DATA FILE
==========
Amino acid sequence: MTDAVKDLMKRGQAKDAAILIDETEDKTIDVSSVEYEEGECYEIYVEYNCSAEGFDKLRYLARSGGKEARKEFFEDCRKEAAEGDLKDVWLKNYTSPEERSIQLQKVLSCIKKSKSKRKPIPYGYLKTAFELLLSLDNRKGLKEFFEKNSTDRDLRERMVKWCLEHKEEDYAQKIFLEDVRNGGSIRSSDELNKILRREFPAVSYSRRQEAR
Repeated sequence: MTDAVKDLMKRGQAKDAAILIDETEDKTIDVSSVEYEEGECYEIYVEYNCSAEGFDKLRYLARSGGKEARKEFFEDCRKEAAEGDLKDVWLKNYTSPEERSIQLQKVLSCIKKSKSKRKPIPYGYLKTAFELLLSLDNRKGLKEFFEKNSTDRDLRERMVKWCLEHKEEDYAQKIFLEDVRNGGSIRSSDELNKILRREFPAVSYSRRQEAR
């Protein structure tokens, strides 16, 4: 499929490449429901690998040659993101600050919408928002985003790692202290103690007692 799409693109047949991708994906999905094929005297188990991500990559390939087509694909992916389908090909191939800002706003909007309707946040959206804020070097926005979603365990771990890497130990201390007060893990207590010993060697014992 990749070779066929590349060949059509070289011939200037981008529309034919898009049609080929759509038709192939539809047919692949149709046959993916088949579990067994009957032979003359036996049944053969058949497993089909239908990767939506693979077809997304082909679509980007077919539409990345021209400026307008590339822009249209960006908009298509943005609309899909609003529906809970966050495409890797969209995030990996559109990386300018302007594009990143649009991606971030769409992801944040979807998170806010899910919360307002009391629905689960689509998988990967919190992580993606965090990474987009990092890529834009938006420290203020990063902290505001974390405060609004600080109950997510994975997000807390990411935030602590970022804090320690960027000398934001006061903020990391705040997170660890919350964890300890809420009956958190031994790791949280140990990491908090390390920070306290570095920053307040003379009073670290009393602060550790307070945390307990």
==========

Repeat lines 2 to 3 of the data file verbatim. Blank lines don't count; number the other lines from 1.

Repeated sequence: MTDAVKDLMKRGQAKDAAILIDETEDKTIDVSSVEYEEGECYEIYVEYNCSAEGFDKLRYLARSGGKEARKEFFEDCRKEAAEGDLKDVWLKNYTSPEERSIQLQKVLSCIKKSKSKRKPIPYGYLKTAFELLLSLDNRKGLKEFFEKNSTDRDLRERMVKWCLEHKEEDYAQKIFLEDVRNGGSIRSSDELNKILRREFPAVSYSRRQEAR
């Protein structure tokens, strides 16, 4: 499929490449429901690998040659993101600050919408928002985003790692202290103690007692 799409693109047949991708994906999905094929005297188990991500990559390939087509694909992916389908090909191939800002706003909007309707946040959206804020070097926005979603365990771990890497130990201390007060893990207590010993060697014992 990749070779066929590349060949059509070289011939200037981008529309034919898009049609080929759509038709192939539809047919692949149709046959993916088949579990067994009957032979003359036996049944053969058949497993089909239908990767939506693979077809997304082909679509980007077919539409990345021209400026307008590339822009249209960006908009298509943005609309899909609003529906809970966050495409890797969209995030990996559109990386300018302007594009990143649009991606971030769409992801944040979807998170806010899910919360307002009391629905689960689509998988990967919190992580993606965090990474987009990092890529834009938006420290203020990063902290505001974390405060609004600080109950997510994975997000807390990411935030602590970022804090320690960027000398934001006061903020990391705040997170660890919350964890300890809420009956958190031994790791949280140990990491908090390390920070306290570095920053307040003379009073670290009393602060550790307070945390307990």